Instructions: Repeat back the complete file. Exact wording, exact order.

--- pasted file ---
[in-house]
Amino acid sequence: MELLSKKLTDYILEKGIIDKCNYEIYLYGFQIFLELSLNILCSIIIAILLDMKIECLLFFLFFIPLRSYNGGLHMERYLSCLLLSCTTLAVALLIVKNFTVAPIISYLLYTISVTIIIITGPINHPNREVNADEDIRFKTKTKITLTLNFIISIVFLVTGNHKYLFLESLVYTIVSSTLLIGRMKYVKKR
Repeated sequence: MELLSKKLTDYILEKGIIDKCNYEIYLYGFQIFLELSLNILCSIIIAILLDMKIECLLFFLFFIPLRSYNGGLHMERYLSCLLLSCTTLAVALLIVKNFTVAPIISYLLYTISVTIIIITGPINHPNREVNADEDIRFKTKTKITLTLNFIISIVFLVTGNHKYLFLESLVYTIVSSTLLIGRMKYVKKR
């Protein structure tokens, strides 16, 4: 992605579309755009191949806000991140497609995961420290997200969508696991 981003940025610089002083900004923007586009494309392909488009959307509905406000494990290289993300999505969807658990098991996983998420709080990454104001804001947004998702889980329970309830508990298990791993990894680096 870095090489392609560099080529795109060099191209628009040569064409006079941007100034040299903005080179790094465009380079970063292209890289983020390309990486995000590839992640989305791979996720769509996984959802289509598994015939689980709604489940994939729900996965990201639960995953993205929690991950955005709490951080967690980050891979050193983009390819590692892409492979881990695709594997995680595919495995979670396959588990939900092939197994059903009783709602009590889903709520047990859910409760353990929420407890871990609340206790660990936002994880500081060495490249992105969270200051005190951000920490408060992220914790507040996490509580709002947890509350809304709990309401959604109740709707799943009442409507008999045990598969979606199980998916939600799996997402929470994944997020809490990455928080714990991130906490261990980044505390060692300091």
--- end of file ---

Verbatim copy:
[in-house]
Amino acid sequence: MELLSKKLTDYILEKGIIDKCNYEIYLYGFQIFLELSLNILCSIIIAILLDMKIECLLFFLFFIPLRSYNGGLHMERYLSCLLLSCTTLAVALLIVKNFTVAPIISYLLYTISVTIIIITGPINHPNREVNADEDIRFKTKTKITLTLNFIISIVFLVTGNHKYLFLESLVYTIVSSTLLIGRMKYVKKR
Repeated sequence: MELLSKKLTDYILEKGIIDKCNYEIYLYGFQIFLELSLNILCSIIIAILLDMKIECLLFFLFFIPLRSYNGGLHMERYLSCLLLSCTTLAVALLIVKNFTVAPIISYLLYTISVTIIIITGPINHPNREVNADEDIRFKTKTKITLTLNFIISIVFLVTGNHKYLFLESLVYTIVSSTLLIGRMKYVKKR
């Protein structure tokens, strides 16, 4: 992605579309755009191949806000991140497609995961420290997200969508696991 981003940025610089002083900004923007586009494309392909488009959307509905406000494990290289993300999505969807658990098991996983998420709080990454104001804001947004998702889980329970309830508990298990791993990894680096 870095090489392609560099080529795109060099191209628009040569064409006079941007100034040299903005080179790094465009380079970063292209890289983020390309990486995000590839992640989305791979996720769509996984959802289509598994015939689980709604489940994939729900996965990201639960995953993205929690991950955005709490951080967690980050891979050193983009390819590692892409492979881990695709594997995680595919495995979670396959588990939900092939197994059903009783709602009590889903709520047990859910409760353990929420407890871990609340206790660990936002994880500081060495490249992105969270200051005190951000920490408060992220914790507040996490509580709002947890509350809304709990309401959604109740709707799943009442409507008999045990598969979606199980998916939600799996997402929470994944997020809490990455928080714990991130906490261990980044505390060692300091």